Britain was on track to become a cashless society ‘within the next 10 years’ at the beginning of 2020. However, there was undeniably one event in 2020 that will accelerate that process. The Coronavirus pandemic saw UK cash usage decline by 50% in just a few days. This all began after The World Health Organisation began advising consumers to avoid handling banknotes and switch to contactless payments.

The WHO later said the advice was not a formal warning, but more of a recommendation. This didn’t seem to matter though as soon after, some countries, including the UK, began raising their contactless payments limits. Consumers’ attitude towards money has already changed, so what will payments of the future look like?

More Ways to Pay on Mobile!

Sweden is possibly the closest example we have to a cashless society. It’s likely that they will become the first as only 13% of their total population rely on cash.

Swish is driving Sweden into a cashless society with ease. More than 6.9 million people use the mobile app to send and receive money. The app facilitates mobile transactions between individuals and businesses. It enables instant payments to be made between two parties. This is done via the mobile app that is connected to the user’s bank account. The bank account is tied to a “BankID Säkerhetsapp” which is an electronic identification system used by lenders across the country.

However, Swedish police say that Swish is a big risk for money laundering. The lack of supervision means that it’s a preferable means for such activities. Unlike banks, apps like Swish do not have to report suspicious transaction deviations to the authorities. Much like cryptocurrency, some may prefer to use a payment method that the authorities have no supervision over. But, there is no denying that this does pose new risks.

It also means that Swedish banks have even more data on the spending habits of their users. The amount of data and personal information apps like Swish would hold in much larger countries could put them at risk.

Less Contact During Payments

It’s likely that we’ll have fewer touch screens after the pandemic, we have all become hyper-aware of touching surfaces. This may present a gap for the use of voice interfaces, machine vision interfaces and facial recognition to be introduced at a greater rate.

We have contactless payments, but these could still be just too much contact. They often require you to enter a pin for some transactions that are more costly. With an increase in people wanting to limit what they touch, an option to pay for goods and services that do not require any physical contact is likely to be in demand.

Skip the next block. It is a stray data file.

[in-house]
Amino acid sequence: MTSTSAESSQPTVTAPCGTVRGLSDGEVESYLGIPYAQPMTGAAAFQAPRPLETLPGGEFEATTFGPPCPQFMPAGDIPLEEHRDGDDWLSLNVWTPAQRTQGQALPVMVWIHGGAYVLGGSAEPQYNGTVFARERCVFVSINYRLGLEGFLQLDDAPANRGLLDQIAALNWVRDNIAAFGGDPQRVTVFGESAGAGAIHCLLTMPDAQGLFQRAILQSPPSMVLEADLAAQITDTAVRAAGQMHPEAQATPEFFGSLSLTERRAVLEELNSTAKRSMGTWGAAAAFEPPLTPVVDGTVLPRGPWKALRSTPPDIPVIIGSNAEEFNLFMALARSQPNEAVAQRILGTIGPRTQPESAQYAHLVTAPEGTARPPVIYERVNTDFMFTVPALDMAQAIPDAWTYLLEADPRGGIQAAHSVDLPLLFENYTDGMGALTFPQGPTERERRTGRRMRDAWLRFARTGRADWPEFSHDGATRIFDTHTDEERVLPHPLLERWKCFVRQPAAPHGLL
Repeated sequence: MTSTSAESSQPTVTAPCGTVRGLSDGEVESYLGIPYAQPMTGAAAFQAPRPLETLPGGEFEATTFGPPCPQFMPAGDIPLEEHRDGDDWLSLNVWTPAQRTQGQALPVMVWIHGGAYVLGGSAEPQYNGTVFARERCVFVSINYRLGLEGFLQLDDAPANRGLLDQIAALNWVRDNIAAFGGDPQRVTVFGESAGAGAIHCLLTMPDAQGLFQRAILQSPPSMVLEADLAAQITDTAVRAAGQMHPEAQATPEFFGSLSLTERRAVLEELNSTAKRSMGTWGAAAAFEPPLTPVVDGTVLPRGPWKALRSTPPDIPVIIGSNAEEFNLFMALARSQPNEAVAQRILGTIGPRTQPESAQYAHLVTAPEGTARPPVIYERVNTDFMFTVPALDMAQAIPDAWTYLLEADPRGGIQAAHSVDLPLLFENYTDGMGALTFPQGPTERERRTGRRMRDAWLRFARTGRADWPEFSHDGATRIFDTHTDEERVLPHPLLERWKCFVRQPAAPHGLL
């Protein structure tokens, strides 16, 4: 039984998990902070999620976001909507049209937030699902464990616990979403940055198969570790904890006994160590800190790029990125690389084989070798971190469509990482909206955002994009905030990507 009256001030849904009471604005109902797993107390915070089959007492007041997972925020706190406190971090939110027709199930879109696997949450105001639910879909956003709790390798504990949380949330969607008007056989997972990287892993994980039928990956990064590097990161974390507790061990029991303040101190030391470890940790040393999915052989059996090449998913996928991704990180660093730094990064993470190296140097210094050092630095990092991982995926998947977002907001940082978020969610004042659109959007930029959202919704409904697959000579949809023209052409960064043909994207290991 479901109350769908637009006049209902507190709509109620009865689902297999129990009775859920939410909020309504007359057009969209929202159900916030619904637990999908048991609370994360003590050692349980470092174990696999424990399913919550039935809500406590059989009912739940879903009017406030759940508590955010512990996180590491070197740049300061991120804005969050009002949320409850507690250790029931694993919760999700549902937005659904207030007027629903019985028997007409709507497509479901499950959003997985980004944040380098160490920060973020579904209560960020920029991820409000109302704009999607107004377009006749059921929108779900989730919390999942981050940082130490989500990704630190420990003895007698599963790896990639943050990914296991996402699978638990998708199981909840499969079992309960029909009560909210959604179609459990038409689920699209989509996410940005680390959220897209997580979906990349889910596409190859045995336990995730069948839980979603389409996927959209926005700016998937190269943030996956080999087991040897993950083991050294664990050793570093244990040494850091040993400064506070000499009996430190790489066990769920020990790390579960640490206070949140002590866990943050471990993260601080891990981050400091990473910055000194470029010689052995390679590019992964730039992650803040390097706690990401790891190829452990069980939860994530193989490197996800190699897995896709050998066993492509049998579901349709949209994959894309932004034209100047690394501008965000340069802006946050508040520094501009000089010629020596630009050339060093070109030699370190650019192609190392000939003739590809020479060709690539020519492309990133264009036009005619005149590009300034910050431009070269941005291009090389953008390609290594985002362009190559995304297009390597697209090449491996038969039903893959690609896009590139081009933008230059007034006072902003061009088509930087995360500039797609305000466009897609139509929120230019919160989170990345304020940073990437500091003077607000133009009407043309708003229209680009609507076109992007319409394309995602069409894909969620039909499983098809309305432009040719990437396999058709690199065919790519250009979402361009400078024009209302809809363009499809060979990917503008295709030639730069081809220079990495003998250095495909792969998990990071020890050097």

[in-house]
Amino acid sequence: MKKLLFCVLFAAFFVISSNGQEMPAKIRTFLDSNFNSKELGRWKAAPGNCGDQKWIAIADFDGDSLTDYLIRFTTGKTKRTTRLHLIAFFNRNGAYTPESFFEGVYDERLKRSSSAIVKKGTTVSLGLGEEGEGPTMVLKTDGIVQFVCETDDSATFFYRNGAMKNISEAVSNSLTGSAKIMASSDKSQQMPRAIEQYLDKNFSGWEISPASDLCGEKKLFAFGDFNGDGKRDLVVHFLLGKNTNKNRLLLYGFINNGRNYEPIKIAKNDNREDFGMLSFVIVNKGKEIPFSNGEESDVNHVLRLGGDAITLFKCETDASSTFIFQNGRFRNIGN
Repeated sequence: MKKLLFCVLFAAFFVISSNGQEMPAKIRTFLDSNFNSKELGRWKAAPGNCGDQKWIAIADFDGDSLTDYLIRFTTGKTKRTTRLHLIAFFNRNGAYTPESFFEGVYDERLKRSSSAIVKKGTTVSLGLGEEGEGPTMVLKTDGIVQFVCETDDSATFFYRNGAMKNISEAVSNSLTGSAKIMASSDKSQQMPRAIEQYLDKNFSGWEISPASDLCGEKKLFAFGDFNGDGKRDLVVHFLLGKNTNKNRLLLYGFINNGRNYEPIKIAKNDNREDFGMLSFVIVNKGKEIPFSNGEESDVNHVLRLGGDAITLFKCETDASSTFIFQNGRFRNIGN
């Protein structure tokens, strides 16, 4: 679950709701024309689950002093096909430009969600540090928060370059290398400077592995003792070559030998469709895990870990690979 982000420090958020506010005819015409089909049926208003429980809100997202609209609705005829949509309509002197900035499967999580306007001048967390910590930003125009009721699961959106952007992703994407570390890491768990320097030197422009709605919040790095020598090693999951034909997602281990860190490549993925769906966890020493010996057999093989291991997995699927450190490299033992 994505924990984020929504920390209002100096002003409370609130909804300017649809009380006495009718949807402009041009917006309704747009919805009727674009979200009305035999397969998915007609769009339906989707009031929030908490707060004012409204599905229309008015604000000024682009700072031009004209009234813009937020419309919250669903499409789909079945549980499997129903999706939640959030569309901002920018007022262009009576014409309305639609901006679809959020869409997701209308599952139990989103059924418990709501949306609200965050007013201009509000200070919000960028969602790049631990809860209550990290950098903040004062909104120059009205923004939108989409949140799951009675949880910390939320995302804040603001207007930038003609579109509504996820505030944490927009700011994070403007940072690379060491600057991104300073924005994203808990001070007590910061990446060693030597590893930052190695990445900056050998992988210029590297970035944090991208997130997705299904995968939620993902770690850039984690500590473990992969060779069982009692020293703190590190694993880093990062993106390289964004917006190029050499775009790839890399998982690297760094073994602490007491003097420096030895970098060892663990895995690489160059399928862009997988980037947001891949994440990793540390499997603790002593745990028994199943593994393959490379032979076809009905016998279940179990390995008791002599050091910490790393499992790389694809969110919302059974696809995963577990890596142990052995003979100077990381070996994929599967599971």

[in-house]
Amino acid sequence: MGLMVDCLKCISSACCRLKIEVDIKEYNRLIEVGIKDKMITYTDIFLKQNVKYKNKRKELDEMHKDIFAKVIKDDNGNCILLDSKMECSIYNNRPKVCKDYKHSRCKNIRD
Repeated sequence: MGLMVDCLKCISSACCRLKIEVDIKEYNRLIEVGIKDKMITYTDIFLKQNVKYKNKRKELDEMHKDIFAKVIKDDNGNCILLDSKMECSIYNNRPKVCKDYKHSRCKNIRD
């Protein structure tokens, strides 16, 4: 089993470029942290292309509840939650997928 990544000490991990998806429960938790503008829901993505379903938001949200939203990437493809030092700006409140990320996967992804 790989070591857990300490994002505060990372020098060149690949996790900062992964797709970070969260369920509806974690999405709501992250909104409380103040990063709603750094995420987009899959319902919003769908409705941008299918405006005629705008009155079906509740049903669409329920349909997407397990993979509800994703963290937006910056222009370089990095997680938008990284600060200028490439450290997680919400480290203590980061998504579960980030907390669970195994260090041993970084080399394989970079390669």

This could mean looking further into technology such as machine visions interfaces. Machine vision interfaces are used within society already, most of this would have been recognisable in applying social media filters. But, this could pose an opportunity to offer an autonomous checkout process at some stores. Autonomous checkout stores allow consumers to walk in, pick up the items they want, and stroll out again. This has been seen with the Amazon Go app where there are no cashiers, no checkout, and no lines.

To gain a seamless and easy transition process adopting autonomous checkout technology, retailers would need to invest massively in their own IT infrastructure and systems. Not to mention the huge choice of hiring the right partner to develop their autonomous checkout process.

There is room here to develop current technology that recognises faces and gestures. This method would almost remove the need for any physical contact.

Facial recognition technology alone would not be sufficient. It uses a database of photos to identify people by using biometrics to map facial features. There are of course security concerns around using this method. Biometric payment terminals in China require companies to separately store and encrypt facial image data, bank details and other personal information. Merchants and also not allowed to receive the transaction are not allowed to retain the facial image information.

A major problem for the use of facial recognition is the fact that the technology doesn’t provide an all-round experience just yet. Verification could not be solely based on the facial signature, especially for payments that are classed as high risk. These would need multi-factor authentication and if institutions fail to properly verify identification, they would need to have a compensation mechanism. For an all-round experience, the compensation mechanism would also need to be completely contactless.

As it stands, there is a demand for major advancements in technology in order to really pioneer in the sector of contact-free payments. A reactive approach on consumers attitudes towards cash post lockdown will pave the future of payments.

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